Reviewby Mike Crandol, Feb 12th 2003
Saber Marionette J Again
The entire OVA sequel-series to Saber Marionette J is collected in this two-disc set from Bandai. After saving their planet from certain doom Otaru and his three “marionette” androids, Lime, Cherry, and Bloodberry, settle down to live a quiet life at home. Their short respite is interrupted by the arrival of Lord Faust's marionettes, sent by their defeated master to learn etiquette and the domestic arts from Otaru and the girls. The wacky household hijinks that ensue are further compounded when Lime finds a new marionette named Marine and brings her home. Marine soon surpasses the other marionettes in their skills, and the secret behind her incredible aptitude may be the key to preventing a crisis that threatens to devastate the entire world.
A brief description of the Saber Marionette J saga reads like some wacked-out essay from Sigmund Freud's Creative Writing class: Another planet, created in the likeness of Earth, but populated solely by males, where our hero finds three robot females and is mystified by the notions of femininity they bring to his male-centric life…But in spite of this psychiatrist's nightmare of a premise, Saber Marionette J is a harmless (and one of the better) boy-with-a-house-full-of-magical-girlfriends anime. “J Again” is a six-episode OVA series that follows the conclusion of the television series and plays up the comedic aspects of its predecessor. The OVAs do justice to J's winning characterizations and off-kilter humor, but fans looking for more of the original's action and inventive plotting will find this pretty boring.
The vast majority of “J Again” is devoted to kitchen and bedroom antics in the best anime tradition. Cherry teaches the former killing-machine Luchs the joys of cooking, Lime frolics around town twice as much as she does in the TV series, and various marionettes as well as Hanagata continue to try and bed Otaru. It may sound like a retread of other harem-household anime--and it is--but it does the routine better than most of its competition and even seems to capture some of the spirit of the original Tenchi Muyo! series, the mother of the genre. The interplay between the “refined” Lime, Cherry, and Bloodberry and the crude and crass Tiger, Panther, and Luchs is great slapstick fun. It's also oddly endearing watching these formerly evil girls struggling to become model citizens, their former adversaries enthusiastically helping them on their way.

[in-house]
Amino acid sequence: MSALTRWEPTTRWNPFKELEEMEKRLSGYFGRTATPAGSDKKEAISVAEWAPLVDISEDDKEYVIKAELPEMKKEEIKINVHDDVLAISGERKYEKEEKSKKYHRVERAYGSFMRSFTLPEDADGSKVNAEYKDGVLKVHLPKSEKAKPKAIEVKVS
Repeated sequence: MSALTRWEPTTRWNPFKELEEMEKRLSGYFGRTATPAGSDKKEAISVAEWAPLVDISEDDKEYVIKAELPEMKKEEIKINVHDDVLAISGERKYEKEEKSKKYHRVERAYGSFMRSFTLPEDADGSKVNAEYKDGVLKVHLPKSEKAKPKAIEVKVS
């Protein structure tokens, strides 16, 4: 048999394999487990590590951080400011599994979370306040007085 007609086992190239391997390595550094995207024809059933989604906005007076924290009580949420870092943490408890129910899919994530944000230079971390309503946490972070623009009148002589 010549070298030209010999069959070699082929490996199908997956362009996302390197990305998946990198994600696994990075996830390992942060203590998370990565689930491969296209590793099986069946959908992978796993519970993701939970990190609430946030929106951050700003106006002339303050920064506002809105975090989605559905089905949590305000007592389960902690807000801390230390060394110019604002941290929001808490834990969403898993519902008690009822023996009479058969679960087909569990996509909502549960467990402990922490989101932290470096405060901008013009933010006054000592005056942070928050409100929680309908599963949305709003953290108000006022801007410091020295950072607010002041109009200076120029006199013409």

The only real problem with “J Again” is that there's not much to it aside from the silly antics. The television series struck a good balance of comedy and adventure, but nothing really happens in this OVA series until the final two episodes, and even then the action is somewhat sparse. A lack of any strong villain puts “J Again” at a disadvantage. Without a Faust to fight or a Gartlant to infiltrate, Otaru and his crew seem to lose a lot of their edge. The final confrontation between the marionettes and the forces trying to terminate Marine is pretty pedestrian, and the last episode lacks the punch of the TV series' finale.